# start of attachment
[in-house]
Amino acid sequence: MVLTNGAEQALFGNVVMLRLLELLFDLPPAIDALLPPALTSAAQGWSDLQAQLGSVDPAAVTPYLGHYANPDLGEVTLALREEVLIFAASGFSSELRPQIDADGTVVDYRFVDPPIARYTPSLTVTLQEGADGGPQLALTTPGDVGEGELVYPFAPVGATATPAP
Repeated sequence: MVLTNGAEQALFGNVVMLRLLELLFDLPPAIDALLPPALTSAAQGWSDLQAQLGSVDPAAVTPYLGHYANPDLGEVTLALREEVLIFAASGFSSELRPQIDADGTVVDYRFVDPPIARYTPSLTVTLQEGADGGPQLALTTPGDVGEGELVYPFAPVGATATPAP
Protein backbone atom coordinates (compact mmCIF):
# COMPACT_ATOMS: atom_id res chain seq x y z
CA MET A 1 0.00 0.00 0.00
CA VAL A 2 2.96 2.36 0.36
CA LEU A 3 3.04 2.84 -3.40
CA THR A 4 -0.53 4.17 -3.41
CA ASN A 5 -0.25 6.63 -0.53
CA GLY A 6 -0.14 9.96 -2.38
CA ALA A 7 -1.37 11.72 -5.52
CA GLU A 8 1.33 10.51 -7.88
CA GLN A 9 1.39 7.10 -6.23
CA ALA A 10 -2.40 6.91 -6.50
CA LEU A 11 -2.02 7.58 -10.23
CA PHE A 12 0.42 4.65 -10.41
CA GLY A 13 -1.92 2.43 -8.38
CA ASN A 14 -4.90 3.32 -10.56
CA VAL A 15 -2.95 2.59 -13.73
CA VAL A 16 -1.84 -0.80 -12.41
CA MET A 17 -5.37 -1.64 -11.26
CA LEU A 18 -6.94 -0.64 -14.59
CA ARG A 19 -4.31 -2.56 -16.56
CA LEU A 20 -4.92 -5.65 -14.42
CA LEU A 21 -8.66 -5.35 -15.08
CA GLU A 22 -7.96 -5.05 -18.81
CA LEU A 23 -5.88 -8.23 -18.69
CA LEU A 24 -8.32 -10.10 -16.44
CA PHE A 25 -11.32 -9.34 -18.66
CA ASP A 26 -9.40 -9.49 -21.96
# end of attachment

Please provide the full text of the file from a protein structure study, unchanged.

[in-house]
Amino acid sequence: MVLTNGAEQALFGNVVMLRLLELLFDLPPAIDALLPPALTSAAQGWSDLQAQLGSVDPAAVTPYLGHYANPDLGEVTLALREEVLIFAASGFSSELRPQIDADGTVVDYRFVDPPIARYTPSLTVTLQEGADGGPQLALTTPGDVGEGELVYPFAPVGATATPAP
Repeated sequence: MVLTNGAEQALFGNVVMLRLLELLFDLPPAIDALLPPALTSAAQGWSDLQAQLGSVDPAAVTPYLGHYANPDLGEVTLALREEVLIFAASGFSSELRPQIDADGTVVDYRFVDPPIARYTPSLTVTLQEGADGGPQLALTTPGDVGEGELVYPFAPVGATATPAP
Protein backbone atom coordinates (compact mmCIF):
# COMPACT_ATOMS: atom_id res chain seq x y z
CA MET A 1 0.00 0.00 0.00
CA VAL A 2 2.96 2.36 0.36
CA LEU A 3 3.04 2.84 -3.40
CA THR A 4 -0.53 4.17 -3.41
CA ASN A 5 -0.25 6.63 -0.53
CA GLY A 6 -0.14 9.96 -2.38
CA ALA A 7 -1.37 11.72 -5.52
CA GLU A 8 1.33 10.51 -7.88
CA GLN A 9 1.39 7.10 -6.23
CA ALA A 10 -2.40 6.91 -6.50
CA LEU A 11 -2.02 7.58 -10.23
CA PHE A 12 0.42 4.65 -10.41
CA GLY A 13 -1.92 2.43 -8.38
CA ASN A 14 -4.90 3.32 -10.56
CA VAL A 15 -2.95 2.59 -13.73
CA VAL A 16 -1.84 -0.80 -12.41
CA MET A 17 -5.37 -1.64 -11.26
CA LEU A 18 -6.94 -0.64 -14.59
CA ARG A 19 -4.31 -2.56 -16.56
CA LEU A 20 -4.92 -5.65 -14.42
CA LEU A 21 -8.66 -5.35 -15.08
CA GLU A 22 -7.96 -5.05 -18.81
CA LEU A 23 -5.88 -8.23 -18.69
CA LEU A 24 -8.32 -10.10 -16.44
CA PHE A 25 -11.32 -9.34 -18.66
CA ASP A 26 -9.40 -9.49 -21.96